Grieving is a Process for Healing
Most people know, either from personal experience or through contact with others, that the grief following the death of a loved one can be very painful and overwhelming. However, many do not know just how important it is that we allow ourselves to experience this grief, despite every impulse in our bodies and minds to move away from the pain.
Grief is a normal and natural response to the death of a loved one.
Healing from this loss and reinvesting in life may often take a good deal of time. It is critical that we allow ourselves and others the time necessary to work through this process in order to move toward health and healing. It is a very personal experience, which does not lend itself to the expectation of how fast others think one should be healed.
Grief is an expression of the depth of our love for – and connection to – this other human being who has died.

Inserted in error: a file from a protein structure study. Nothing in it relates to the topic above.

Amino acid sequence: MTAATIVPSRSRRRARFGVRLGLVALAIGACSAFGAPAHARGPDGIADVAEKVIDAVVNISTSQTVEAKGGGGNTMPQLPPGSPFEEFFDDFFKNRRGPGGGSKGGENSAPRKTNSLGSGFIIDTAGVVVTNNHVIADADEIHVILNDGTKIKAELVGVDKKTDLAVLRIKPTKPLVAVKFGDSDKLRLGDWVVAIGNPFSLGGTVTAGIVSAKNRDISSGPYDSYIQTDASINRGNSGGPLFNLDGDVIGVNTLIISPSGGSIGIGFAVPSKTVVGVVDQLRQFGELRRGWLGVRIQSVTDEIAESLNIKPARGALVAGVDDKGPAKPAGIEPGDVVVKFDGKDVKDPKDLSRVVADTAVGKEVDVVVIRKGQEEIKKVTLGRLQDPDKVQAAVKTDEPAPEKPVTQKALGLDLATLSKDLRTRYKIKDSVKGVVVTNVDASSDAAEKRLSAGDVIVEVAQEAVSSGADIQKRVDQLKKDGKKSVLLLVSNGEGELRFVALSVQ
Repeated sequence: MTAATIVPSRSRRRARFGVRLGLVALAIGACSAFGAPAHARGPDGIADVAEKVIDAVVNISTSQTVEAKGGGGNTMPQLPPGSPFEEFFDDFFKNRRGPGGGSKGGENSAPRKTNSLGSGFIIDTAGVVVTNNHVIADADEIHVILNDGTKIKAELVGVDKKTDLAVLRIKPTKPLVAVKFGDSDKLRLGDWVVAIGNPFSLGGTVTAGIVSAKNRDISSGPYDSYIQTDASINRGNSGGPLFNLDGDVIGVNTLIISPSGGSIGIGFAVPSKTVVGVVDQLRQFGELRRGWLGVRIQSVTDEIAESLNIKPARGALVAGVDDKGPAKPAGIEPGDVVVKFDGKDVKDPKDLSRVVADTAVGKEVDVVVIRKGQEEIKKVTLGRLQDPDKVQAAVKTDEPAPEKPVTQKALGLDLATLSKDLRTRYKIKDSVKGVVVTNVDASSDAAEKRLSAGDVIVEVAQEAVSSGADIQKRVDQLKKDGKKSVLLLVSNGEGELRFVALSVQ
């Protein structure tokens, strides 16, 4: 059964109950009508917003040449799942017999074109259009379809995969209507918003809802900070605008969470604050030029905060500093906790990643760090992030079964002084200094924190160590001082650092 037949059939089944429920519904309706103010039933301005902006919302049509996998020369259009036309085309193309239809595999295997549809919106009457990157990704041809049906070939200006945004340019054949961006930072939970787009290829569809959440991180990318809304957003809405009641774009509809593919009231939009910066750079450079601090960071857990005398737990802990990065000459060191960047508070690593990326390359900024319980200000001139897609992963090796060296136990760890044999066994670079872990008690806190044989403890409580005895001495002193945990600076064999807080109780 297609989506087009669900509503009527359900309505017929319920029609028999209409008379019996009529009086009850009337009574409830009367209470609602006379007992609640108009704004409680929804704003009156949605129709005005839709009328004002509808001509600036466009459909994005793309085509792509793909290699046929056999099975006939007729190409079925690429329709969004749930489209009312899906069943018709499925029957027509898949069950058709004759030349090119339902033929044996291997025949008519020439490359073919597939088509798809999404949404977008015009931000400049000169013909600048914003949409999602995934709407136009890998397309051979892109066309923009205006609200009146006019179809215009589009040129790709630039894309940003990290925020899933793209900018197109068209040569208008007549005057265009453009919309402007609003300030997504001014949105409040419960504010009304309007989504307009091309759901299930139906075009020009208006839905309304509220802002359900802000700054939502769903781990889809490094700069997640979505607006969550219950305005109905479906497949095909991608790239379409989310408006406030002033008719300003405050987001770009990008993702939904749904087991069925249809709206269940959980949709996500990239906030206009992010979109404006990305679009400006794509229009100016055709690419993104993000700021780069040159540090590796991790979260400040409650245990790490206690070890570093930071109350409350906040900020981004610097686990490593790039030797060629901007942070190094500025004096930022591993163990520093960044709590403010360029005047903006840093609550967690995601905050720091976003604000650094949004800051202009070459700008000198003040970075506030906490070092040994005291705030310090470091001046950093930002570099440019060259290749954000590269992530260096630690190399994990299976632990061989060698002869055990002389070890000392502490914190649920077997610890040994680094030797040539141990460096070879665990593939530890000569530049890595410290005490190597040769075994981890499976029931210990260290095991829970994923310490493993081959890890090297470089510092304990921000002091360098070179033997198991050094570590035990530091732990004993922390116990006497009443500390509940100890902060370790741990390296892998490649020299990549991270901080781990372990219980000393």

As such, the experience of the feelings which make up our grief is constructive and in fact, life-affirming. As Roberta Beckman so beautifully puts it in Children Who Grieve: A Manual for Conducting Support Groups, “If no person’s life were significant enough to cause weeping and if the measure of our years on earth were nothing, then we would not be real human beings. Profound grief is preceded by deep love which gives life meaning.”
Through understanding that grief is important and even constructive, even though it may not alleviate the pain we feel when someone we love dies, it can help us to tolerate that pain and help others in this situation to do the same. Allowing ourselves this healing process will eventually enable us to learn ways of maintaining a connection with our deceased loved one and holding the memories of the time together in life.